Strong coupling of Rydberg atoms and surface phonon polaritons on piezoelectric superlattices

Strong coupling of Rydberg atoms and surface phonon polaritons on piezoelectric superlattices

Jiteng Sheng    Yuanxi Chao    James P. Shaffer Homer L. Dodge Department of Physics and Astronomy,The University of Oklahoma,
440 W. Brooks Street, Norman, OK 73019, USA
July 12, 2019

We propose a hybrid quantum system where the strong coupling regime can be achieved between a Rydberg atomic ensemble and propagating surface phonon polaritons on a piezoelectric superlattice. By exploiting the large electric dipole moment and long lifetime of Rydberg atoms as well as tightly confined surface phonon polariton modes, it is possible to achieve a coupling constant far exceeding the relevant decay rates. The frequency of the surface mode can be selected so it is resonant with a Rydberg transition by engineering the piezoelectric superlattice. We describe a way to observe the Rabi splitting associated with the strong coupling regime under realistic experimental conditions. The system can be viewed as a new type of optomechanical system.

42.50.Nn, 42.50.Pq, 71.36.+c, 32.80.Ee

Atom-surface interactions continue to attract attention because they are an essential factor in many areas of physics Lennard-Jones (1932); Wylie and Sipe (1984); Dalvit et al. (2011). For example, recent work with surface phonon polaritons (SPhPs) has focused on realizing quantum photonic devices using atom-surface coupling Shaffer (2011); Kübler et al. (2013). Moreover, a great deal of effort has been invested in controlling the interaction between atoms and modified surfaces, including photonic crystals Tiecke et al. (2014); Goban et al. (2015), nanofibers Vetsch et al. (2010), as well as microspheres Shomroni et al. (2014).

Much of the work on atom-surface interaction has investigated the weak coupling regime, where the lifetime and energy of an atom can be modified by a surface Barton (1997); Bloch and Ducloy (2005); Chance et al. (1978); Kübler et al. (2010). The strong coupling regime, where coherent interaction dominates, is more interesting because it is usually a prerequisite for quantum hybrid systems which rely on coherent control of the coupling Schoelkopf and Girvin (2008); Wallquist et al. (2009); Kurizki et al. (2015); Pritchard et al. (2014); Hafezi et al. (2012); Verdú et al. (2009). However, strong atom-surface coupling is difficult to achieve due to small coupling constants and the large number of modes near the surface with which an atom can interact. Most proposals, so far, require placing atoms within a reduced wavelength of a surface (), which is technically challenging at optical wavelengths. Vacuum Rabi splitting and strong coupling have been observed for surface plasmon polaritons (SPPs) and artificial atoms, such as J-aggregates, dye molecules, and quantum dots, owing to high oscillator strength, large local field enhancement, and fixed wavevector with a directional pumping field Törmä and Barnes (2015); Bellessa et al. (2004); Aberra-Guebrou et al. (2012); Hakala et al. (2009); Akimov et al. (2007). Strong coupling between atoms and SPhPs has not been observed or even proposed, to our knowledge.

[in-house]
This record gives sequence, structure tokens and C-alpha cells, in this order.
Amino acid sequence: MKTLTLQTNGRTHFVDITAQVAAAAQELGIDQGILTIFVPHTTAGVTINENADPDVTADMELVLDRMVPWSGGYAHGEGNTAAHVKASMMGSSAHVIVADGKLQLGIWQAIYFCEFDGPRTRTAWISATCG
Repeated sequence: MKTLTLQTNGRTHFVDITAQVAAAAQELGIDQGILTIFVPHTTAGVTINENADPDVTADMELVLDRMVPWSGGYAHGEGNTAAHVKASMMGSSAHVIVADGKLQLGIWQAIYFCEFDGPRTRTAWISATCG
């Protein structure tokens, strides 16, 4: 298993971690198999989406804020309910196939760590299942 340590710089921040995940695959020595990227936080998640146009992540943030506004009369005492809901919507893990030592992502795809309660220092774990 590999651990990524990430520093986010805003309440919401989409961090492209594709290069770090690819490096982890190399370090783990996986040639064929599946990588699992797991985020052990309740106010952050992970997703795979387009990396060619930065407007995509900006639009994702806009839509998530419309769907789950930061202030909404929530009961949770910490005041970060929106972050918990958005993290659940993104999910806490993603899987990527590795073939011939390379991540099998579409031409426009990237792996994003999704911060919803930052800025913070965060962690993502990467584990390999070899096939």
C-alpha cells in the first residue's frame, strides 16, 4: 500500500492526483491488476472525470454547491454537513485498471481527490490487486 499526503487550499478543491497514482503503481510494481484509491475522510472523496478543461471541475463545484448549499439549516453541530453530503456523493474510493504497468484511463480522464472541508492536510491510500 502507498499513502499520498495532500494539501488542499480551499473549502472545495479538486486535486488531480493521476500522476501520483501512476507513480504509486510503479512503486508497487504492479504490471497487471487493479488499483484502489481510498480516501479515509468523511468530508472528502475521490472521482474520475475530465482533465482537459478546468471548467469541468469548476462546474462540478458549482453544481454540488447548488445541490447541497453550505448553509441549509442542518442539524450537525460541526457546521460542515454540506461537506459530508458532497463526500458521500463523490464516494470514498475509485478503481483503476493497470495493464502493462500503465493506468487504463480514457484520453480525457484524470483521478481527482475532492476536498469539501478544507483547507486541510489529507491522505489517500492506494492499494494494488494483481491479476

SPhPs are hybrid modes consisting of electromagnetic fields and crystal vibrations, typically bound to a dielectric surface. The volume of the electromagnetic field can be significantly reduced near the SPhP resonance leading to a large field enhancement. Although they attract less attention than SPPs, great progress has been made developing artificial materials that support SPhPs. For instance, low-loss materials have been fabricated for infrared SPhPs Caldwell et al. (2013, 2014, 2015). Microwave SPhPs can be constructed with engineered frequencies and bandwidths by introducing suitable superlattices Hu et al. (2012); Lu et al. (1999); Chao et al. (2016).

We propose a quantum hybrid system where strong coupling can be achieved between a Rydberg atomic ensemble and a SPhP mode on a piezoelectric superlattice (PSL) Lu et al. (1999). A PSL is a metamaterial with periodically modulated piezoelectric coefficient Zhu et al. (2003); Hu et al. (2012). The resonant frequencies of the SPhPs, which are usually in the microwave range, can be modified by changing the period of the PSL. Compared to SPhPs on natural materials, SPhPs on PSLs provide a more feasible platform to couple atoms to surface excitations in the near field regime. The atom-surface distances can be mm instead of nm. PSLs can be engineered, so the SPhPs are resonant with a Rydberg atom transition, which is usually impossible to do using a natural crystal.